These images themselves aren’t perfect, and have a few weird artifacts or blemishes (for example, there’s a weird ghosting effect on Magalie’s orange jacket) but that’s okay. I don’t currently have plans to use them for anything other than reference, so I think of them all as sketches. Of course, they could be further tweaked in Photoshop, but for right now, they are more than enough for my writer's brain.
Other kinds of Midjourney artwork
You can do more than just create character art with Midjourney. I’ve seen some lovely book covers and other illustrations. You can also generate beautiful or bizarre artwork. The image at the top of this post was me riffing on Monet’s waterlilies, while the image below was my imagining of gargoyles attacking people in the rain in front of Notre Dame Cathedral (I really just wanted them to carry umbrellas, but I couldn’t quite get the results I wanted, so I went darker!)
As you can see, even the sky isn’t really a limit!
Do you want to go on your own Midjourney?
Perhaps I’ve intrigued you, and you’re ready to give it a shot. Getting into Midjourney isn’t difficult. Here are the basics for how to access it.
You need a (free) Discord account if you don’t already have one. Discord is chat software not unlike Slack or old-school IRC, and individuals and groups can set up their own servers for their communities. (In this sense, Midjourney is just another community).
Sign up for the beta at Midjourney.com. From there, it should send you to Discord to accept the invitation. If not (and this happened to me), try this link to access the Midjourney discord: https://discord.com/invite/midjourney
In Discord, navigate to the Midjourney server (it has an icon that looks like sails or shark fins) and look for the “Newbie" bot channels.
In the channel, you will see a lot of images as you scroll by, with the prompt used at the top. You can generate your first one by typing /imagine (the word ‘prompt’ should autofill) and then whatever words you want to try.
You will get 4 images, representing 4 different interpretations of that prompt. Note that others are also running requests so you might have to scroll to find yours once it’s complete.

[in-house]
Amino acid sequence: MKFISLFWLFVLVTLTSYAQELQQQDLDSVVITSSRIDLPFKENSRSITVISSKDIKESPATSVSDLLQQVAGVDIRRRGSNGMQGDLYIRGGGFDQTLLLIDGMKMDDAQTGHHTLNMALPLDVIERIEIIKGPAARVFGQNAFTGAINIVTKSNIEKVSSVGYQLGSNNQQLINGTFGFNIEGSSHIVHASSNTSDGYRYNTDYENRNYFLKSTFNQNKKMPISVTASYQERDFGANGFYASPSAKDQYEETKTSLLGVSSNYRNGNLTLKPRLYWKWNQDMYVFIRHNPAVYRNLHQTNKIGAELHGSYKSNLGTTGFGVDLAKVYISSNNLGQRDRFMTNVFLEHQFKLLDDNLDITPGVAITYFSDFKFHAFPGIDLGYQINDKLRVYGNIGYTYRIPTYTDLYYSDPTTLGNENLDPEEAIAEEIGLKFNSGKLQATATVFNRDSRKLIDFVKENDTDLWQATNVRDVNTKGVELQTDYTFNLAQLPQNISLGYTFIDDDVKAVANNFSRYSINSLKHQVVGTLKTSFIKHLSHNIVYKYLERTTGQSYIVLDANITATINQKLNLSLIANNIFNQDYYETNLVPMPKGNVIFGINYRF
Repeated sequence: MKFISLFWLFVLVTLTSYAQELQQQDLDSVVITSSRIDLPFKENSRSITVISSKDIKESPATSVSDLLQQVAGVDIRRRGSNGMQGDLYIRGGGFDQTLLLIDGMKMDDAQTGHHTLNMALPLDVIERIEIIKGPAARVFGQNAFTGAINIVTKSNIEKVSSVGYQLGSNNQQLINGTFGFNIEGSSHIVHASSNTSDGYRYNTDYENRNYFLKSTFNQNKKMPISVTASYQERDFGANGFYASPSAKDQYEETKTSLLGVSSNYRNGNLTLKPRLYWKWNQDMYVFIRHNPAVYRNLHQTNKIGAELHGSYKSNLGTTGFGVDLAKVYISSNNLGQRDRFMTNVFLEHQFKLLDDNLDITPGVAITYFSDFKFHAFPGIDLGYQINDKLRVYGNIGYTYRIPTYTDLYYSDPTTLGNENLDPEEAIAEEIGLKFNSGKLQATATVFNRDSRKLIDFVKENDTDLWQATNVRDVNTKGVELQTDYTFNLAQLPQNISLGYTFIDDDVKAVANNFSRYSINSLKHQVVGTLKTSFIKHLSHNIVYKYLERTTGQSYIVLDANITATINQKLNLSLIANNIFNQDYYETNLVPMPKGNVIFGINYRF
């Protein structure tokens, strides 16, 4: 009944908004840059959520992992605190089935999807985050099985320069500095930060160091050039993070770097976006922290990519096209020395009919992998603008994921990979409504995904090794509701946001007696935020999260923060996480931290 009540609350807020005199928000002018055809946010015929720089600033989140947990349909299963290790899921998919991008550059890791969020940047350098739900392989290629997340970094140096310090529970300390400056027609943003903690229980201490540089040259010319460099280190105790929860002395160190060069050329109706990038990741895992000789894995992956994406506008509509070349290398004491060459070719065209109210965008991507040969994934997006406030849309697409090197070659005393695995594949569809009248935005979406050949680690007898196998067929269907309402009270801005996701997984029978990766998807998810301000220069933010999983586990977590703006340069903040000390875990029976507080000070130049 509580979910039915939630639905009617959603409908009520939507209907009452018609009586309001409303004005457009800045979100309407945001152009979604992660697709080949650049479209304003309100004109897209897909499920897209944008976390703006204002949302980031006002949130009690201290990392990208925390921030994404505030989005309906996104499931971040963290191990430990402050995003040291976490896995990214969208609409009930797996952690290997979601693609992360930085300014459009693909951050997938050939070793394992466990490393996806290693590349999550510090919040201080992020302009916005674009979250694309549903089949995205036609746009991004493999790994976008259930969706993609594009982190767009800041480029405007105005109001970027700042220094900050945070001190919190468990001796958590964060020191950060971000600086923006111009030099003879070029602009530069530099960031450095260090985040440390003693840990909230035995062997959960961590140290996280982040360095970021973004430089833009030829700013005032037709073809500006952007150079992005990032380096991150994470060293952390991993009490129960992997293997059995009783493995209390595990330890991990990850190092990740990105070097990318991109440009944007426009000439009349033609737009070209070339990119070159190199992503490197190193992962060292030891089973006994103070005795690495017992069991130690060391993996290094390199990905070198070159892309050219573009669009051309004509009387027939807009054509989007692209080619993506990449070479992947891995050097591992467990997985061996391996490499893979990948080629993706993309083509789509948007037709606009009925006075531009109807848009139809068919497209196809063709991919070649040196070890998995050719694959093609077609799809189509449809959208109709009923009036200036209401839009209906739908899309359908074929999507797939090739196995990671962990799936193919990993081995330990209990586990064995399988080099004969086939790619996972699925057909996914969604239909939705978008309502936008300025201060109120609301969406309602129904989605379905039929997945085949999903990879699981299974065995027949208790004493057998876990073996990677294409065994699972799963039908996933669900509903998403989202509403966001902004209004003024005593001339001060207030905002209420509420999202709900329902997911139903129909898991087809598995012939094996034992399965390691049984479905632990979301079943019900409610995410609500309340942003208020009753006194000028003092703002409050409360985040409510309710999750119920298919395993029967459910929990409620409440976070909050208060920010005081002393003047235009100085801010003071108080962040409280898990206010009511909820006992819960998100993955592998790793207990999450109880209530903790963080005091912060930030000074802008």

If you like any of them, you can choose to get variations (V) or upscaled versions (more details) with U. They are numbered 1, 2, 3, and 4 with 1 & 2 in the first row and 3 & 4 in the second row. So if you kind of like the third image but want to see what else the bot can do, click on V3. If you like the 2nd one a lot and want to see it with more details, click on U2.
When logged in, https://www.midjourney.com/app/ will take you to your own Midjourney page with downloadable versions of everything you have created.
To give you an idea of what it looks like, here is a quick screenshot of two random users’ prompts and results, along with the prompt line at the bottom:
(I already typed ‘/imagine prompt’ and if I were ready to generate a new set of images, I would continue from there with my text prompt.)
Having said all of this, I fully acknowledge that these steps don’t do much to explain how Midjourney works, or how to refine your options to get the best results. They just get your foot in the door. I’ve only been using it for a couple of days, and already I’ve found that trial and error got me pretty far, as well as copying some of the other users’ prompts (adding my own specifics). And when I got stuck or wanted to understand a command someone else used, I turned to Google.
Beware of Midjourney
Before I wrap up, I should include one very important caveat: Midjourney can be addicting. There is no such thing as just a few images. Once you get going, you’ll probably want to throw every kind of prompt you can think of into the bot. The next thing you know, you’ll be posting them on Facebook or Twitter, using them to illustrate articles, and finding art that you want to turn into a poster. So as a friend pointed out, this is not a tool to try out when you’re up against a hard deadline.
It can also be challenging to get the bot to create what you’re looking for. I’m just starting on my Midjourney, and I already want to settle down with some tutorials so I can get better at it (and maybe help others).
But on the whole, I think it’s a fantastic tool and a harbinger of even more powerful AI generators to come. And maybe most importantly of all, it’s a lot of fun to use.
Have you tried Midjourney? Let me know in the comments. I’d especially love to hear about any tricks you’ve discovered along the way.